A 55% ‘net’ target means actual emissions reduction of only 50.5 - 52.8%, depending on the size of the EU’s carbon sink
Early today EU leaders reached a disappointing deal on the bloc’s 2030 climate target. They agreed to increase it from 40% to 55% ‘net’ emissions reductions, meaning that the actual emissions reduction would only be 50.5 - 52.8%, depending on the size of the EU’s carbon sink. This flies in the face of the science, which shows that a minimum of 65% genuine emissions cuts is necessary by 2030 to avoid the biggest risks of temperature rise.
Ester Asin, Director of WWF European Policy Officesaid: “You wouldn’t water down an effective vaccine. Yet just when the EU needs a shot of strong climate action, leaders have diluted the science with politics. EU leaders should be shaping a socially just transition to a sustainable, zero-carbon future, not fudging the figures by adding concepts like “net” to reduce an already low 55% target even further.
“Environment ministers meeting next week have a chance to rescue some of the EU’s reputation on climate. They must ensure the EU climate law includes a five-yearly review of the climate target, brings other policies in line with the targets, and sets up an independent expert advisory body to scrutinise EU climate plans”, added Asin.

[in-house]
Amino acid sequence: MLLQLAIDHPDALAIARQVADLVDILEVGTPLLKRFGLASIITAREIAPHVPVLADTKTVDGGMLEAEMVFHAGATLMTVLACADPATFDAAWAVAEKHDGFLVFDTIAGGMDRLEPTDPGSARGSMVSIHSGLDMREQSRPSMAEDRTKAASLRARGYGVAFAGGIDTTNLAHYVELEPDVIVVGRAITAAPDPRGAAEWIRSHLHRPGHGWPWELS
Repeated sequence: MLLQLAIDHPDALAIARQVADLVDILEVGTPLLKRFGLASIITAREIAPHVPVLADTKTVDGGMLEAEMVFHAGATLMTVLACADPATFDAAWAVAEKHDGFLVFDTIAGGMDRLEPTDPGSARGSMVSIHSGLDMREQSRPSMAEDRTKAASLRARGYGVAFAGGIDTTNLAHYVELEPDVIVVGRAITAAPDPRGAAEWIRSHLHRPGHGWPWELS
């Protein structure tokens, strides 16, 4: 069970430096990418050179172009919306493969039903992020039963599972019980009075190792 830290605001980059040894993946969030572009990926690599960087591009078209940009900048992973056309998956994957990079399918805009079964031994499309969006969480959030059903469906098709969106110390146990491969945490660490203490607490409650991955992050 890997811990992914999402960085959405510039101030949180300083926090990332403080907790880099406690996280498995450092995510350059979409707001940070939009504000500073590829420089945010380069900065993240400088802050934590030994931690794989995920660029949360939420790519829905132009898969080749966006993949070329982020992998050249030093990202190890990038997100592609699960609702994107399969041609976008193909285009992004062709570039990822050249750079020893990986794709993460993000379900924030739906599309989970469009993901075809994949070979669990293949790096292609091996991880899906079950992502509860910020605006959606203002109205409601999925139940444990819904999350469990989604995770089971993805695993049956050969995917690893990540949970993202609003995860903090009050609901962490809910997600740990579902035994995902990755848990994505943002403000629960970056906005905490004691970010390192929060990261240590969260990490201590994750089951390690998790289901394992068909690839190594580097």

Mirosław Proppé, CEO of WWF-Poland commented: “The adoption of the 55% EU target, while remaining insufficient, is a loud wake-up call for Poland. Analysis shows that without a serious discussion on a coal phase-out date and a change of policies in such areas as transport, buildings and agriculture, we will not be able to contribute to the agreed target. The Recovery Fund and new financial framework provide an opportunity to shift our existing policies and investments in a more sustainable direction. We cannot miss this opportunity.”
The EU must finalise its new target and submit its updated climate plan (‘Nationally Determined Contribution’ or NDC) to the UN before the end of this year, according to the 2015 Paris climate agreement.
Globally, there is increasing momentum on climate action, with many countries having submitted their updated NDCs already. With the COP26 climate summit postponed until 2021, the UN, the UK and France will co-host a global climate event on 12 December 2020, the fifth anniversary of the Paris Agreement, at which countries will present their climate plans.
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